When you hear the word “spendthrift,” what comes to mind? For many people, they immediately think about someone who cannot be trusted with money, or someone with a spending problem.
One of the main reasons that people decide to embark on personal estate planning is to provide protections for their hard-earned assets. The idea is that you want your chosen beneficiaries, and not third parties, to benefit from your legacy. Fortunately, your estate plan can be structured to provide such protection for your assets and for your loved ones after your lifetime.
A very common tool for estate planning overall, and for asset protection specifically, is a revocable living trust. This is because a revocable living trust can easily be structured to provide asset protection by including a properly drafted spendthrift clause. This kind of clause can prevent creditors and others from being able to take the inheritance you leave for your family members or friends. As a result, a spendthrift clause is included in most revocable trusts, regardless of whether the beneficiary is frugal or frivolous with money.
In this article, you'll find useful information about using a spendthrift trust to protect your assets, including an overview of what a spendthrift trust entails, when it can be especially useful, and the benefits of using a spendthrift trust in your estate plan.
What is a spendthrift trust?
To start, a trust is a legal entity created to hold assets for the benefit of certain persons or entities. A spendthrift trust is a specific kind of trust that includes provisions that limit a beneficiary's access to its principal, under the oversight of a trustee.
With a spendthrift trust, the beneficiary has no interest in the trust's assets until the trustee makes a distribution. Since the beneficiary has no interest in the trust's assets, any of their potential creditors will not be permitted to reach the assets held in trust to satisfy a debt or other obligation. This is the main source of protection that a spendthrift trust can provide your assets.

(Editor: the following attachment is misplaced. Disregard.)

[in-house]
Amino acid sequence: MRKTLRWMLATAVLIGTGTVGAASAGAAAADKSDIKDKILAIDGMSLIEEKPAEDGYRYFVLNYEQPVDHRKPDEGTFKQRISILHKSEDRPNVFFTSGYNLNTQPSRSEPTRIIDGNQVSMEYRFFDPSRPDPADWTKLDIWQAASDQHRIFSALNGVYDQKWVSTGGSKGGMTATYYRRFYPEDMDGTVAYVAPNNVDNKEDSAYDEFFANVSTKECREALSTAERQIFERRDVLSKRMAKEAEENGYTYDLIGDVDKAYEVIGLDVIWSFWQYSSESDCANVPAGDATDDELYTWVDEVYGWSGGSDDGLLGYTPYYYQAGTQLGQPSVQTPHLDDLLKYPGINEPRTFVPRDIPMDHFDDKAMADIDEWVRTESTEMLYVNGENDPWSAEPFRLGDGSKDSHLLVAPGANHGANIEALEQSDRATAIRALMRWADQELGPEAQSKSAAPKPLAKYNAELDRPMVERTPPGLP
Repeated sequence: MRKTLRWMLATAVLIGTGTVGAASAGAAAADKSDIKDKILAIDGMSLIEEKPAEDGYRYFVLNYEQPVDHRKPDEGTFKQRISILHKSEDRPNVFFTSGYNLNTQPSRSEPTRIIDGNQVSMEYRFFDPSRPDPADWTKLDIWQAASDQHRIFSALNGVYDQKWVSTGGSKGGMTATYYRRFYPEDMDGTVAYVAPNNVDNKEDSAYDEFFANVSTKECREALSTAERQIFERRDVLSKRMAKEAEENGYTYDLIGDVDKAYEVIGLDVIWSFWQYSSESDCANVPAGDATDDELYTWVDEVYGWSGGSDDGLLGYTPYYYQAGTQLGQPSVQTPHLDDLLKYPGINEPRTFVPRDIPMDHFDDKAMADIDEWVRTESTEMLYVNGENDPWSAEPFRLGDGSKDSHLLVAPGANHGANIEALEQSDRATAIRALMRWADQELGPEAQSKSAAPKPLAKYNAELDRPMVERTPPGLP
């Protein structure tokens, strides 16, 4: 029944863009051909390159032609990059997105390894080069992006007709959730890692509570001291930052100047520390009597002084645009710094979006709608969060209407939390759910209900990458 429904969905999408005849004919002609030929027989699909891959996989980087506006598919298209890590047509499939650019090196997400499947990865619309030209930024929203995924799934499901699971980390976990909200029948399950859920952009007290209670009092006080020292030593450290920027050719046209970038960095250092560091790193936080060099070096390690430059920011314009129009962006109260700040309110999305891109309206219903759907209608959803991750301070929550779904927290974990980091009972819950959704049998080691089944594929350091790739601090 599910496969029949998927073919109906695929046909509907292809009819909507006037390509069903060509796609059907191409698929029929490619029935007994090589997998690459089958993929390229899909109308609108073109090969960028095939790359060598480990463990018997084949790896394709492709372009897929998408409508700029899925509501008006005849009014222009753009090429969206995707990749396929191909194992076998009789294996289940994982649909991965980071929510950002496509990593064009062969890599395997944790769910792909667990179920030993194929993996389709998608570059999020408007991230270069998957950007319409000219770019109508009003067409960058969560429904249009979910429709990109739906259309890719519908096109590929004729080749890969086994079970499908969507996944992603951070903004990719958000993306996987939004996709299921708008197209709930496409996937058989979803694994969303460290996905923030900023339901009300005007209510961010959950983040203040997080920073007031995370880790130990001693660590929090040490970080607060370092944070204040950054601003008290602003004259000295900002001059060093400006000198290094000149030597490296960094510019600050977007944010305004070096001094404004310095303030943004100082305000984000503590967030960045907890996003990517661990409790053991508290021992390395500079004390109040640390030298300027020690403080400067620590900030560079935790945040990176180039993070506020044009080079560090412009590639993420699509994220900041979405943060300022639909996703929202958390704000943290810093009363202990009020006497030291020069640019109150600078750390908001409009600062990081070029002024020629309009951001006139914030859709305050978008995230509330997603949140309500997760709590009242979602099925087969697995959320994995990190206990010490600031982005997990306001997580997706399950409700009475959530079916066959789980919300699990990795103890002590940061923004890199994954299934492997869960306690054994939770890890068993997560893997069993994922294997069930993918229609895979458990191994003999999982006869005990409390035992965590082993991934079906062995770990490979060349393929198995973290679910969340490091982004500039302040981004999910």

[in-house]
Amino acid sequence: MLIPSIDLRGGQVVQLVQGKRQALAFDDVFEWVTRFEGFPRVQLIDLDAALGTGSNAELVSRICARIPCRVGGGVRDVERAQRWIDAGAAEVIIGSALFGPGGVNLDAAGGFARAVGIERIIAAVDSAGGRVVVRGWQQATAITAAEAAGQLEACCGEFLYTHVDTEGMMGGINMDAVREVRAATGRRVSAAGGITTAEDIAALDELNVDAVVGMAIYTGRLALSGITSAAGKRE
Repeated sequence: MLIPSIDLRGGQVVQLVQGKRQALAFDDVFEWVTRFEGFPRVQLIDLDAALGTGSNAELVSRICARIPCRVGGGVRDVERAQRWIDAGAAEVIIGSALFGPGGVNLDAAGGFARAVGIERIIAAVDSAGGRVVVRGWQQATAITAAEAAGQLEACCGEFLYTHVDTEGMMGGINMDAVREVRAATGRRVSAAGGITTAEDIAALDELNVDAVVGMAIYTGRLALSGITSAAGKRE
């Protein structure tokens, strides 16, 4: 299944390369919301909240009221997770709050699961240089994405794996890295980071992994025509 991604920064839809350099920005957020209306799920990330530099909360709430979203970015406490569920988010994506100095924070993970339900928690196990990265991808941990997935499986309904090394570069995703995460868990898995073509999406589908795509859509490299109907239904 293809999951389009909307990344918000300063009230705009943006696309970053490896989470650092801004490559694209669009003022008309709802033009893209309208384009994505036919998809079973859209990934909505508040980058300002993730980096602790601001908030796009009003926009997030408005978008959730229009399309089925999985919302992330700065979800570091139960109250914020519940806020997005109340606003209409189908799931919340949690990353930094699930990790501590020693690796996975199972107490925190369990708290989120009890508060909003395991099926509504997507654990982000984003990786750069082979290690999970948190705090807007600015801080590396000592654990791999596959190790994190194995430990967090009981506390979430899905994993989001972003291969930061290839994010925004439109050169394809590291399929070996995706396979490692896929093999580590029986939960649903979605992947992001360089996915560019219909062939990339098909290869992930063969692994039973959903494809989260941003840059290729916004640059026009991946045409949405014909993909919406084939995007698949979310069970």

In addition, a spendthrift trust's assets are also not subject to equitable division in a divorce. This means that if you arrange for your adult child's inheritance to be left in a spendthrift trust, then a future divorce from their spouse will not result in your son or daughter losing half of their inheritance when their assets are divided, regardless of whether they live in a common law or community property state. So, a spendthrift trust can be excellent insurance against a potential divorce leading to your child losing half of their inheritance.
However, once assets in a spendthrift trust are actually distributed to the beneficiary, then their creditors can go after them to satisfy a debt or other judgment, including equitable distribution in a divorce.
As you can see, despite its name, a spendthrift trust is not only useful when you might be concerned that your beneficiary has a spending problem. Rather, it's a protective tool that can be used by the grantor, or the person who sets up the trust, to provide protection for the trust's assets.
In many cases, a beneficiary also acts as the trustee of a spendthrift trust. A non-beneficiary trustee, however, can provide greater oversight and stronger asset protection.
When is a spendthrift trust used?
Because of the protections a spendthrift trust offers and the ease of adding this protective measure to a revocable living trust, they are almost always used when an experienced estate planning attorney recommends a trust as part of your overall personal estate plan.
In general, a spendthrift trust is commonly used when parents want to pass assets to their family members (children and grandchildren) without subjecting those assets to the beneficiaries' creditors or divorce. This is true whether or not the parents know of a specific risk, like a rocky marriage or known potential legal concerns.